A new enemy is trying to take away your hard-earned money. Cybercriminals are always prowling for opportunities they can leverage, and your account may be at risk. The Canada Revenue Agency (CRA) suffered online attacks earlier in the year that left thousands of CRA accounts being compromised.
Are you also a victim of the hacking attack?
The invisible threat
The Treasury Board of Canada said that it uncovered suspicious activities on more than 48,000 CRA accounts following the cyberattacks in July and August. The attacks, which occurred earlier in the year, targeted CRA and GCKey accounts. According to the government agency, attackers used credential stuffing to hack the accounts.
The attack leverages accounts of people who reuse the same username and password across various accounts that might already have been hacked. The treasury claimed that GCKey was not compromised. However, it revoked the credentials of 9,300 users on its system. It is currently getting in touch with the people who own those revoked accounts to take preventive measures in case of future attacks.
The CRA initially noticed suspicious activities on August 7, 2020. It closed its online portal to deal with the threat, and it restored services on August 19, 2020.
Check your account
While the government has restored the online portal, you should check your account to ensure that your account was not hacked. Try and see if there were any applications made in your name that you do not remember making. If you find a claim like that, you should report it immediately. Even if you find that nothing seems to be wrong with your account, I would recommend changing your password across all online CRA services.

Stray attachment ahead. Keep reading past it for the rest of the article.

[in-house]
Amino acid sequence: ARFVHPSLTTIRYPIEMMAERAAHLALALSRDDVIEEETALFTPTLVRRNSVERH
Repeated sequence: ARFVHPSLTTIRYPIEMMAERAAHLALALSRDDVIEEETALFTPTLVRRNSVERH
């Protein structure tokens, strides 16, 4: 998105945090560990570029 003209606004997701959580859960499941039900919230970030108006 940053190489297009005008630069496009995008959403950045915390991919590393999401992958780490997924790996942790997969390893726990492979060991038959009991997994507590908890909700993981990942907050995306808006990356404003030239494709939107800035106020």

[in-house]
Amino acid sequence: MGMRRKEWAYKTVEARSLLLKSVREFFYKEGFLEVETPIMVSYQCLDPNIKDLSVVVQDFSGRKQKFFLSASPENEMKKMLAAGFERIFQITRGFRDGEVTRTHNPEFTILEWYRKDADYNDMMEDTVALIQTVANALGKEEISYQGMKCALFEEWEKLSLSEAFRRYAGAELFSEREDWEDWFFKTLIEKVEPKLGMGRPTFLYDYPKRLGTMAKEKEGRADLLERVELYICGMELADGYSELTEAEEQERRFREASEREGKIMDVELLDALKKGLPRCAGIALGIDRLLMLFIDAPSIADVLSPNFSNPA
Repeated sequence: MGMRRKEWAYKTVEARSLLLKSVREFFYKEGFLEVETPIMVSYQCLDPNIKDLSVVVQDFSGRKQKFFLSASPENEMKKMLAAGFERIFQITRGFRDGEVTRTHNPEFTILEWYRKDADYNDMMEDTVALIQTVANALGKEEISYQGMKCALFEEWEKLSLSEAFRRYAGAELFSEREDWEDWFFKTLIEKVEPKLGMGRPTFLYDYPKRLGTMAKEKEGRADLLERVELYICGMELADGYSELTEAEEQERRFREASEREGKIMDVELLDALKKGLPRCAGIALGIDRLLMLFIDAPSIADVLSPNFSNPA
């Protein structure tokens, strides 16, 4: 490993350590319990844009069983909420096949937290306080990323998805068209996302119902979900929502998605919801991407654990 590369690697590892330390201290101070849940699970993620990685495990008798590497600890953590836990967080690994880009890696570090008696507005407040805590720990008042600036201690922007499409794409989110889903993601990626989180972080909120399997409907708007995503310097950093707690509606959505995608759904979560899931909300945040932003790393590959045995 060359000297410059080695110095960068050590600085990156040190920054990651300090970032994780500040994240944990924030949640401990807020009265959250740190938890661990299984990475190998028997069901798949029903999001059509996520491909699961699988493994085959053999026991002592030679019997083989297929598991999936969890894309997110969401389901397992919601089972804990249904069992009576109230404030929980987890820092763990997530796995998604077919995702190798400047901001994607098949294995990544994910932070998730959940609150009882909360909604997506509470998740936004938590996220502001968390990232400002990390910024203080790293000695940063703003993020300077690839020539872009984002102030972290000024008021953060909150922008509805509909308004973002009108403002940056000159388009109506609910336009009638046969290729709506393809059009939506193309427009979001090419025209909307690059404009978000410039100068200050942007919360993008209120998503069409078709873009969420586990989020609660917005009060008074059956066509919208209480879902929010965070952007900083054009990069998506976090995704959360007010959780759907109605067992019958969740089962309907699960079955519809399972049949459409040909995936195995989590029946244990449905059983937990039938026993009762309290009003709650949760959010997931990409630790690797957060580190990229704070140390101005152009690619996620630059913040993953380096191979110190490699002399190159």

Cybersecurity companies are in the limelight
The increasing cybersecurity threat is also highlighting the importance of companies that provide protective measures against hackers. One of the companies leading the charge against cybercriminals is Absolute Software (TSX:ABT). Absolute develops and provides endpoint security software that can protect smartphones and laptops from cyberattacks.
With most people working remotely during the pandemic, the demand for Absolute’s services went through the roof. People are flocking towards companies like Absolute Software to protect their sensitive data across various sectors. Absolute is trading for $14.10 per share at writing, and it is up more than 96% from its March 2020 bottom. The stock provides its shareholders with a decent 2.27% dividend yield.
As the awareness for cybersecurity increases, so will the business for companies like Absolute. I would recommend taking a closer look at the stock for its movements in the long run. It could be interesting to see how it grows.
Make sure you do everything you can to secure your accounts. Check the account, change your passwords, and use high-quality cybersecurity tools to protect your data. You could look at the tech stock to get the endpoint security software necessary to protect your information. You can also simultaneously consider adding the company to your investment portfolio due to its immense potential.
This article represents the opinion of the writer, who may disagree with the “official” recommendation position of a Motley Fool premium service or advisor. We’re Motley! Questioning an investing thesis — even one of our own — helps us all think critically about investing and make decisions that help us become smarter, happier, and richer, so we sometimes publish articles that may not be in line with recommendations, rankings or other content.
Fool contributor Adam Othman has no position in any of the stocks mentioned.